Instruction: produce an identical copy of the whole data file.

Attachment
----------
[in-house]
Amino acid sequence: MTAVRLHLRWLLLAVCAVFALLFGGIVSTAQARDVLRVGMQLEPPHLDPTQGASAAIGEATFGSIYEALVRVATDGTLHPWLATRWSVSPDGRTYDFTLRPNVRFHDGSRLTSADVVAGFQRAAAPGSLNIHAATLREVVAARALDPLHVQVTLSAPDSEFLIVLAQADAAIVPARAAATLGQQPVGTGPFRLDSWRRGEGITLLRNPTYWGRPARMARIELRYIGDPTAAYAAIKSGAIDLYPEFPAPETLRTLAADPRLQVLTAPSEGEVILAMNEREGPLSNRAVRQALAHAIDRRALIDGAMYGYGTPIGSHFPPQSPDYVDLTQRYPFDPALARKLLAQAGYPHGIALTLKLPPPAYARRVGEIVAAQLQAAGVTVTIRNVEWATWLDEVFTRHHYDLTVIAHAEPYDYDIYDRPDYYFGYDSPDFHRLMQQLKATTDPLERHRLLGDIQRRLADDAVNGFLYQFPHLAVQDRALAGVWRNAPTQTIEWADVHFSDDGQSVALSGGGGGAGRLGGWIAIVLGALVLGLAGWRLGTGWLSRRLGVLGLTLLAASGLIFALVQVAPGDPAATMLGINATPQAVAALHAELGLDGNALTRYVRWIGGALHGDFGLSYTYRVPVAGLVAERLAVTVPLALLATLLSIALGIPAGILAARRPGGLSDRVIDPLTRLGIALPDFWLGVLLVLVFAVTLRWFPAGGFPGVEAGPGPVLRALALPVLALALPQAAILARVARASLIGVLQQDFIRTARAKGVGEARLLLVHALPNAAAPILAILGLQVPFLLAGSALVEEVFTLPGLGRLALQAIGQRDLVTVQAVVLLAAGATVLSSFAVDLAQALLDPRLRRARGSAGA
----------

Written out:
[in-house]
Amino acid sequence: MTAVRLHLRWLLLAVCAVFALLFGGIVSTAQARDVLRVGMQLEPPHLDPTQGASAAIGEATFGSIYEALVRVATDGTLHPWLATRWSVSPDGRTYDFTLRPNVRFHDGSRLTSADVVAGFQRAAAPGSLNIHAATLREVVAARALDPLHVQVTLSAPDSEFLIVLAQADAAIVPARAAATLGQQPVGTGPFRLDSWRRGEGITLLRNPTYWGRPARMARIELRYIGDPTAAYAAIKSGAIDLYPEFPAPETLRTLAADPRLQVLTAPSEGEVILAMNEREGPLSNRAVRQALAHAIDRRALIDGAMYGYGTPIGSHFPPQSPDYVDLTQRYPFDPALARKLLAQAGYPHGIALTLKLPPPAYARRVGEIVAAQLQAAGVTVTIRNVEWATWLDEVFTRHHYDLTVIAHAEPYDYDIYDRPDYYFGYDSPDFHRLMQQLKATTDPLERHRLLGDIQRRLADDAVNGFLYQFPHLAVQDRALAGVWRNAPTQTIEWADVHFSDDGQSVALSGGGGGAGRLGGWIAIVLGALVLGLAGWRLGTGWLSRRLGVLGLTLLAASGLIFALVQVAPGDPAATMLGINATPQAVAALHAELGLDGNALTRYVRWIGGALHGDFGLSYTYRVPVAGLVAERLAVTVPLALLATLLSIALGIPAGILAARRPGGLSDRVIDPLTRLGIALPDFWLGVLLVLVFAVTLRWFPAGGFPGVEAGPGPVLRALALPVLALALPQAAILARVARASLIGVLQQDFIRTARAKGVGEARLLLVHALPNAAAPILAILGLQVPFLLAGSALVEEVFTLPGLGRLALQAIGQRDLVTVQAVVLLAAGATVLSSFAVDLAQALLDPRLRRARGSAGA